Over the past two years, the Lauders have continued to use their Federation DAF to make significant impact loans outside of the local Jewish community, anchoring investments for the Federation that enable other DAFs to participate at any level, such as the Black Vision Fund in early 2022. Laura is deeply inspired by the many ways that philanthropic capital can support economic equity and inclusion. For example, by funding access to fair and affordable credit for populations that have historically not participated in wealth-building, our community is promoting social justice and shared prosperity. This is tikkun olam in action.

“Giving with a Jewish lens for me means philanthropy that is expansive and inclusive.”

RECOGNIZING OUR TRAILBLAZERS

We thank and express our gratitude to all of the participants in our Impact Lending program to date.

Agger Fund
Aperture Fund
Arnheim Family Philanthropic Fund
Aron-Dine Family Fund
David Becker and Ann Peckenpaugh Becker Family Fund
Behar Family Fund
Berelson Family Philanthropic Fund
Berler Family Philanthropic Fund
The Blackstone Brody Philanthropic Fund
Josh Breuner Philanthropic Fund
Brill Family B Philanthropic Fund
Lynn Brinton and Daniel E. Cohn Philanthropic Fund
Marc and Ellen Brown Family Philanthropic Fund
Bulwik Family Philanthropic Fund
Madeline Chaleff and David Arfin Family Philanthropic Fund
Wendy Cohn Feldman Family Fund
Carla and David Crane Foundation
Eskenazi Family Philanthropic Fund
Richard Fiedotin Philanthropic Fund
Ganz Family Philanthropic Fund
Ilana T. Gauss Philanthropic Fund
Miriam and Arthur B. Gauss Philanthropic Fund
GoldKatz Family Fund
Grossman/Gerard Family Philanthropic Fund
Shelley and John Hebert Philanthropic Fund
Heeger Brothers’ Fund
James Heeger and Daryl Messinger Philanthropic Fund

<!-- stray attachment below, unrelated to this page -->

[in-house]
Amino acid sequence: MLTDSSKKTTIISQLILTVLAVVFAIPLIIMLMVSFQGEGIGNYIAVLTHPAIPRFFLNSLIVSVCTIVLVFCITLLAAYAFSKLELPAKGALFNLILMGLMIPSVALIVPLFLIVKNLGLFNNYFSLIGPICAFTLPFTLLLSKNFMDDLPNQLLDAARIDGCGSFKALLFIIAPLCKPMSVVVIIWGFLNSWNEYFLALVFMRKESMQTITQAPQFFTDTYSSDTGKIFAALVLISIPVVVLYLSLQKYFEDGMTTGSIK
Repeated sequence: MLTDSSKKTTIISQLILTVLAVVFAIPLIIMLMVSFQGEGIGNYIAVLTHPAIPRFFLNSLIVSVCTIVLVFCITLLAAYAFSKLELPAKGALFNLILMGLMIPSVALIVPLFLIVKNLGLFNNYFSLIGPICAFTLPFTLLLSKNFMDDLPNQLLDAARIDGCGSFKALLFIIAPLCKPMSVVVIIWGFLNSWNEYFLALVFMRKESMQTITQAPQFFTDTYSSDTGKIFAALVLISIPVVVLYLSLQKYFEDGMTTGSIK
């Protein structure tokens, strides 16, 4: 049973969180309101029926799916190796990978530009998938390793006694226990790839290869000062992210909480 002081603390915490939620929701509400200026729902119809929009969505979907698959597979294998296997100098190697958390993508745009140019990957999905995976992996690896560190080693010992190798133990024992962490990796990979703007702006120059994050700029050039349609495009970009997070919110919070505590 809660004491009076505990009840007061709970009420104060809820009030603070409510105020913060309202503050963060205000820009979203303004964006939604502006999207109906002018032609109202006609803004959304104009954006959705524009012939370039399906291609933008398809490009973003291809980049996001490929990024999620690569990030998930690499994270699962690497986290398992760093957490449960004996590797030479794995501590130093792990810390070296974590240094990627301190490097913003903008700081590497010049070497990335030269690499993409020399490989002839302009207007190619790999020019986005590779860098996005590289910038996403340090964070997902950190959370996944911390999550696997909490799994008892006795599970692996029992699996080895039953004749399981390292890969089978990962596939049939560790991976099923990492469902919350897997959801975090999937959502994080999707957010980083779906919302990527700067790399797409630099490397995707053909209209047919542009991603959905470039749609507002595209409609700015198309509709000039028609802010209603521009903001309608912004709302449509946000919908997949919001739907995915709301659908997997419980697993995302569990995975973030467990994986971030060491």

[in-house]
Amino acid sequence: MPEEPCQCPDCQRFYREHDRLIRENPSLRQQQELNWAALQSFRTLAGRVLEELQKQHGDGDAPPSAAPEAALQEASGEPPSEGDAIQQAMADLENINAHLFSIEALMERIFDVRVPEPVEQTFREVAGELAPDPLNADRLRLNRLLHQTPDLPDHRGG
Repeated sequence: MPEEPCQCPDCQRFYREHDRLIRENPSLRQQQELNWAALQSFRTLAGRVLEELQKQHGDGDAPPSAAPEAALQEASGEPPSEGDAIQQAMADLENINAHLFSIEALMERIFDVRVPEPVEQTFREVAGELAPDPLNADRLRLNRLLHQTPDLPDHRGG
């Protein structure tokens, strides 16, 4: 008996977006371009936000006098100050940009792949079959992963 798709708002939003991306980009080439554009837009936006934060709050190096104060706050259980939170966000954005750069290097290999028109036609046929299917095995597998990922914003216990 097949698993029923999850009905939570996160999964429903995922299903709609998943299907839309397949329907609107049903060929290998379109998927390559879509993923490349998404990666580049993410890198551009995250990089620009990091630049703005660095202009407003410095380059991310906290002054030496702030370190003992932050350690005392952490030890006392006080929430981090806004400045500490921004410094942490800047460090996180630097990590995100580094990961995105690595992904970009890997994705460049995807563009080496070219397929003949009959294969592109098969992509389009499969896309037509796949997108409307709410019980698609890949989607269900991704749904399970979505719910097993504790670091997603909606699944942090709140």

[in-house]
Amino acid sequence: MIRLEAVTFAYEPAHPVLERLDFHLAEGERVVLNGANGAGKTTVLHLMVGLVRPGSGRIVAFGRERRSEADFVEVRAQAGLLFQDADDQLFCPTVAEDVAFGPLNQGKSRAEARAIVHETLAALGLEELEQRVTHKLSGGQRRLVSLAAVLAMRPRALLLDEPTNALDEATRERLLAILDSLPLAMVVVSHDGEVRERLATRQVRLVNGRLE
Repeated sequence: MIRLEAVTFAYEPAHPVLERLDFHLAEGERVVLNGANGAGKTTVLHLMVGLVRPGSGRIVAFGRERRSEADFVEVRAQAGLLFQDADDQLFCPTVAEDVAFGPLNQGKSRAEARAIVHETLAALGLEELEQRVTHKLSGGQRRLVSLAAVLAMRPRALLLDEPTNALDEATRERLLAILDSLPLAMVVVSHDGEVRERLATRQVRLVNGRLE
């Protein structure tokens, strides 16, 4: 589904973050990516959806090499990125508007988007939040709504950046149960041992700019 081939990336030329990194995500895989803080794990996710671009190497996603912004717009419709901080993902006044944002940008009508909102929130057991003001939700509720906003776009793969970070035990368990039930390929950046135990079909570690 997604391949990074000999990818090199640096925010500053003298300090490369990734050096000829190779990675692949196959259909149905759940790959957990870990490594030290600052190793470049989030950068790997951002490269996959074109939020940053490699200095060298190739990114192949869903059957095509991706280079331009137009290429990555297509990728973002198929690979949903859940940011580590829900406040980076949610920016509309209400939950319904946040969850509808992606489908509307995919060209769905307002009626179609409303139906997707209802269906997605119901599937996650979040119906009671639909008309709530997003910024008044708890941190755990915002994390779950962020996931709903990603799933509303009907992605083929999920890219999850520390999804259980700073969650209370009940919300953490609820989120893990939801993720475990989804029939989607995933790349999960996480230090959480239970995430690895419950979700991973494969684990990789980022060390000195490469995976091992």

Stephen and Sonya Hurst Philanthropic Fund
Inspiration Fund
Frederick J. Isaac Philanthropic Fund
Jewish Community Federation and Endowment Fund

JL Charitable Fund
Kessler Family Foundation
King Family Fund
Michelle & Sue Kletter Family Fund
Joshua and Siobhan Korman Philanthropic Fund
Laura and Gary Lauder Philanthropic Fund
Melisse Leib Philanthropic Fund
Lenvin Fund
Leslie Philanthropic Fund
Libitzky Family Foundation Fund
Linker Family Philanthropic Fund
Connie and Bob Lurie Philanthropic Fund
Alexander M. & June L. Maisin Foundation
Dena Maple Philanthropic Fund
Miller Family Fund
Moldaw Philanthropic Fund
Susan Moldaw Philanthropic Fund
Gale Mondry and Bruce Cohen Philanthropic Fund
Moss Family Charitable Fund
Robert and Jan Newman Philanthropic Fund
The Opaline Fund
Brian & Karen Perlman Philanthropic Fund
Julia and David Popowitz Philanthropic Fund
The Irving and Varda Rabin Foundation
David Rak and Oren Henry Family Fund
Robbins Family Philanthropic Fund
Ronen Family Fund
Rothenberg Family Philanthropic Fund
Rubin Family Philanthropic Fund
Rob and Eileen Ruby Philanthropic Fund
Nancy and Ken Rudin Philanthropic Fund

Ellen and Gerald Saliman Philanthropic Fund
Harry and Carol Saal Family Fund
Jaclyn and Daniel Safier Family Fund
Sarnat-Hoffman Philanthropic Fund
David Saxe Philanthropic Fund
Jim and Emily Scheinman Family Philanthropic Fund
Mark Schneiderman and Adrian Hill Family Fund
Gary and Sue Schwartzman Family Tzedakah Fund
Sebago Philanthropic Fund
Gary and Dana Shapiro Philanthropic Fund
Sherman Family Foundation Philanthropic Fund
Stahl Family Fund
Stamper Family Philanthropic Fund
Steirman Family Philanthropic Fund
Philip & Cynthia Strause Philanthropic Fund
Paul and Susan Sugarman Family Philanthropic Fund
Sun Family America Fund
KM Tandowsky Family Fund
Ingrid D. Tauber Philanthropic Fund
Taxy Family Fund
Tikvah Philanthropic Fund
Tresenfeld-Waldrup Philanthropic Fund
Twin Oak Philanthropic Fund
H. and J. Ullman Philanthropic Fund
Wachter Family Philanthropic Fund
Waldman Family Philanthropic Fund
Kevin L. Waldman Philanthropic Fund
Rory and Jamie Weinstein Family Fund
Diane and Howard Zack Philanthropic Fund
Zubaty Family Fund

TIKKUN OLAM IN ACTION

As a community, we care deeply about social and racial equity, economic opportunity, and poverty alleviation – all issues that impact lending can help to address. This led us to source impact-first deals that serve marginalized communities by bringing low-rate loan capital to “financial deserts.” Over the past two years, we have invited our community to commit assets of $1,000 or more from their donor-advised funds and supporting foundations to be pooled into loans from the Jewish Community Federation and Endowment Fund.